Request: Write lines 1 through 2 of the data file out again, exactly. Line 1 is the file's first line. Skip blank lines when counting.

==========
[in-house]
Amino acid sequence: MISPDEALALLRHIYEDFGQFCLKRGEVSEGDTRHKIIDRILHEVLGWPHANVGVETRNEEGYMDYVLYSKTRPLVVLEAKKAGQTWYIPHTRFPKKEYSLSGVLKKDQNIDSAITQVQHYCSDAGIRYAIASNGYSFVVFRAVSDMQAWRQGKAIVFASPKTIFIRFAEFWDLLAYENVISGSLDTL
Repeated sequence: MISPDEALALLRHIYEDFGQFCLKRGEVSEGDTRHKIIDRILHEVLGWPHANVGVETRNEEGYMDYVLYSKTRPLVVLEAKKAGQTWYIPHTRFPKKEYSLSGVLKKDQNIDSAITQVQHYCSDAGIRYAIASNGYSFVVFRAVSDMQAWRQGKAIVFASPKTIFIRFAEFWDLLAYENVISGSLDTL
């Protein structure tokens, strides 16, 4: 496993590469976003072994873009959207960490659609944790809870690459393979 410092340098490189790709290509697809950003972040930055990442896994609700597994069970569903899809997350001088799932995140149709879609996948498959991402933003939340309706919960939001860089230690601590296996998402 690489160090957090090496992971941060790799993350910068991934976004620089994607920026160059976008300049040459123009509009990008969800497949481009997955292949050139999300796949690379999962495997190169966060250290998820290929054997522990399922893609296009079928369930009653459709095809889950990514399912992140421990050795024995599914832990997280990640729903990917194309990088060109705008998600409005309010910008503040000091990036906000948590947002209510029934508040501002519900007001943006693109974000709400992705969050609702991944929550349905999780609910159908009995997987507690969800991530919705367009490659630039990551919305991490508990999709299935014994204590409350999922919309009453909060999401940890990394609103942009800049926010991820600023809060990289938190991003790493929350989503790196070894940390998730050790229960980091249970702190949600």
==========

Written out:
[in-house]
Amino acid sequence: MISPDEALALLRHIYEDFGQFCLKRGEVSEGDTRHKIIDRILHEVLGWPHANVGVETRNEEGYMDYVLYSKTRPLVVLEAKKAGQTWYIPHTRFPKKEYSLSGVLKKDQNIDSAITQVQHYCSDAGIRYAIASNGYSFVVFRAVSDMQAWRQGKAIVFASPKTIFIRFAEFWDLLAYENVISGSLDTL